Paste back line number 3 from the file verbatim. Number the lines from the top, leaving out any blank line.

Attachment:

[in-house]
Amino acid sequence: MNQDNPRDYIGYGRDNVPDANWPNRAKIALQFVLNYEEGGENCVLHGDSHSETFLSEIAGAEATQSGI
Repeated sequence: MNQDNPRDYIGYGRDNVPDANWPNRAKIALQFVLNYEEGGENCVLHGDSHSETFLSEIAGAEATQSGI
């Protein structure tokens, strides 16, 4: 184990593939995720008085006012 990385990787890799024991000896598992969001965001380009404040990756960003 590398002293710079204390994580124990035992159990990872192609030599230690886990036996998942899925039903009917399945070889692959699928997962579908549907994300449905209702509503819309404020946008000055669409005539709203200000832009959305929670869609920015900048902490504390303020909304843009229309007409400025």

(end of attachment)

Repeated sequence: MNQDNPRDYIGYGRDNVPDANWPNRAKIALQFVLNYEEGGENCVLHGDSHSETFLSEIAGAEATQSGI